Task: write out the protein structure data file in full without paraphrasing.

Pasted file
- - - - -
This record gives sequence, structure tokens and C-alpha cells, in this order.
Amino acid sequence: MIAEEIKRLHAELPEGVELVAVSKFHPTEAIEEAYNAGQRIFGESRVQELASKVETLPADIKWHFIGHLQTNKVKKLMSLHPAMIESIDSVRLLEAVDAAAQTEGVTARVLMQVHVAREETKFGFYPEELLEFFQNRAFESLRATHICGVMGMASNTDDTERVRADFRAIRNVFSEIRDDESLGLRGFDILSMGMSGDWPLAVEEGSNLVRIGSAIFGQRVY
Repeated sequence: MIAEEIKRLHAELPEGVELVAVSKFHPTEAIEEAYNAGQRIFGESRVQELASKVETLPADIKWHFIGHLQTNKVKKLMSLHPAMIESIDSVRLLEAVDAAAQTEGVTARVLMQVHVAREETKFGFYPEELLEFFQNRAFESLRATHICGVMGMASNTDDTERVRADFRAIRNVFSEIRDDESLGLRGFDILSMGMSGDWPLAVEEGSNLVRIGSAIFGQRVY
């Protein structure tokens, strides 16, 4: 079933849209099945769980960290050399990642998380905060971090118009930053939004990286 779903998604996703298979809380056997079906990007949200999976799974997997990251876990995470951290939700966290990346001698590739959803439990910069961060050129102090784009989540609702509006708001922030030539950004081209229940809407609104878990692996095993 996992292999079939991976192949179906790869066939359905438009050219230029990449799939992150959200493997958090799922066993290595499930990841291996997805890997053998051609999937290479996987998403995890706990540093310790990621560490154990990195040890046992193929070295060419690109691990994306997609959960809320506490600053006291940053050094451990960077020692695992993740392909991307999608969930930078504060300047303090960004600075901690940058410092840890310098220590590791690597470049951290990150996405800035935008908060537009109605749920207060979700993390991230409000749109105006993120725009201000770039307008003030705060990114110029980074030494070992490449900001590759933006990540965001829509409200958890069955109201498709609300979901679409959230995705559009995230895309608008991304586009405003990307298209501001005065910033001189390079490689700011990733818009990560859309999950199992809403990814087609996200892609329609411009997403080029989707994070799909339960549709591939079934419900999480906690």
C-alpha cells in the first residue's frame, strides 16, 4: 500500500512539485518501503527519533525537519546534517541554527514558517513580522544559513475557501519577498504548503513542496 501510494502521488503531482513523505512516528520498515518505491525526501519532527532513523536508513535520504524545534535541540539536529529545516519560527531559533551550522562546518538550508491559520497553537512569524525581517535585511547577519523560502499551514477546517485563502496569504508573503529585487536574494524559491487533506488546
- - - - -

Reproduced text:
This record gives sequence, structure tokens and C-alpha cells, in this order.
Amino acid sequence: MIAEEIKRLHAELPEGVELVAVSKFHPTEAIEEAYNAGQRIFGESRVQELASKVETLPADIKWHFIGHLQTNKVKKLMSLHPAMIESIDSVRLLEAVDAAAQTEGVTARVLMQVHVAREETKFGFYPEELLEFFQNRAFESLRATHICGVMGMASNTDDTERVRADFRAIRNVFSEIRDDESLGLRGFDILSMGMSGDWPLAVEEGSNLVRIGSAIFGQRVY
Repeated sequence: MIAEEIKRLHAELPEGVELVAVSKFHPTEAIEEAYNAGQRIFGESRVQELASKVETLPADIKWHFIGHLQTNKVKKLMSLHPAMIESIDSVRLLEAVDAAAQTEGVTARVLMQVHVAREETKFGFYPEELLEFFQNRAFESLRATHICGVMGMASNTDDTERVRADFRAIRNVFSEIRDDESLGLRGFDILSMGMSGDWPLAVEEGSNLVRIGSAIFGQRVY
């Protein structure tokens, strides 16, 4: 079933849209099945769980960290050399990642998380905060971090118009930053939004990286 779903998604996703298979809380056997079906990007949200999976799974997997990251876990995470951290939700966290990346001698590739959803439990910069961060050129102090784009989540609702509006708001922030030539950004081209229940809407609104878990692996095993 996992292999079939991976192949179906790869066939359905438009050219230029990449799939992150959200493997958090799922066993290595499930990841291996997805890997053998051609999937290479996987998403995890706990540093310790990621560490154990990195040890046992193929070295060419690109691990994306997609959960809320506490600053006291940053050094451990960077020692695992993740392909991307999608969930930078504060300047303090960004600075901690940058410092840890310098220590590791690597470049951290990150996405800035935008908060537009109605749920207060979700993390991230409000749109105006993120725009201000770039307008003030705060990114110029980074030494070992490449900001590759933006990540965001829509409200958890069955109201498709609300979901679409959230995705559009995230895309608008991304586009405003990307298209501001005065910033001189390079490689700011990733818009990560859309999950199992809403990814087609996200892609329609411009997403080029989707994070799909339960549709591939079934419900999480906690």
C-alpha cells in the first residue's frame, strides 16, 4: 500500500512539485518501503527519533525537519546534517541554527514558517513580522544559513475557501519577498504548503513542496 501510494502521488503531482513523505512516528520498515518505491525526501519532527532513523536508513535520504524545534535541540539536529529545516519560527531559533551550522562546518538550508491559520497553537512569524525581517535585511547577519523560502499551514477546517485563502496569504508573503529585487536574494524559491487533506488546